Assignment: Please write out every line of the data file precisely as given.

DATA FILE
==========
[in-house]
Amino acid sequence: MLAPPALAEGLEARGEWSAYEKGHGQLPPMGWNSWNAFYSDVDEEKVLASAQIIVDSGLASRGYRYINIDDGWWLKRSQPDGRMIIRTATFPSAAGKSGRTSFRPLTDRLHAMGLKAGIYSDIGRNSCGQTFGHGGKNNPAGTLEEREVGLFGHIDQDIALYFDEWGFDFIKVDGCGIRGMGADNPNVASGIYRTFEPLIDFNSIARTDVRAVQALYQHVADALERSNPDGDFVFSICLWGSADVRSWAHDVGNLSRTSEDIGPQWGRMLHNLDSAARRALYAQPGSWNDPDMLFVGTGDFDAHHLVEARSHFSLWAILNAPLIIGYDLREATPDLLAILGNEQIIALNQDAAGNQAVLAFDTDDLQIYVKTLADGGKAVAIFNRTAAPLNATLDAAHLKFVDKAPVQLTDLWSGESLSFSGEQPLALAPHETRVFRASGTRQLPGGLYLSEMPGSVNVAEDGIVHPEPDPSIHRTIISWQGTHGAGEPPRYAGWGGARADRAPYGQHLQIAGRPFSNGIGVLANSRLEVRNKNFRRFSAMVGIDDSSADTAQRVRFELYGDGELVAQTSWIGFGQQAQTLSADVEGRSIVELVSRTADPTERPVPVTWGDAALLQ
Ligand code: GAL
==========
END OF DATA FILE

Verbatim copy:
[in-house]
Amino acid sequence: MLAPPALAEGLEARGEWSAYEKGHGQLPPMGWNSWNAFYSDVDEEKVLASAQIIVDSGLASRGYRYINIDDGWWLKRSQPDGRMIIRTATFPSAAGKSGRTSFRPLTDRLHAMGLKAGIYSDIGRNSCGQTFGHGGKNNPAGTLEEREVGLFGHIDQDIALYFDEWGFDFIKVDGCGIRGMGADNPNVASGIYRTFEPLIDFNSIARTDVRAVQALYQHVADALERSNPDGDFVFSICLWGSADVRSWAHDVGNLSRTSEDIGPQWGRMLHNLDSAARRALYAQPGSWNDPDMLFVGTGDFDAHHLVEARSHFSLWAILNAPLIIGYDLREATPDLLAILGNEQIIALNQDAAGNQAVLAFDTDDLQIYVKTLADGGKAVAIFNRTAAPLNATLDAAHLKFVDKAPVQLTDLWSGESLSFSGEQPLALAPHETRVFRASGTRQLPGGLYLSEMPGSVNVAEDGIVHPEPDPSIHRTIISWQGTHGAGEPPRYAGWGGARADRAPYGQHLQIAGRPFSNGIGVLANSRLEVRNKNFRRFSAMVGIDDSSADTAQRVRFELYGDGELVAQTSWIGFGQQAQTLSADVEGRSIVELVSRTADPTERPVPVTWGDAALLQ
Ligand code: GAL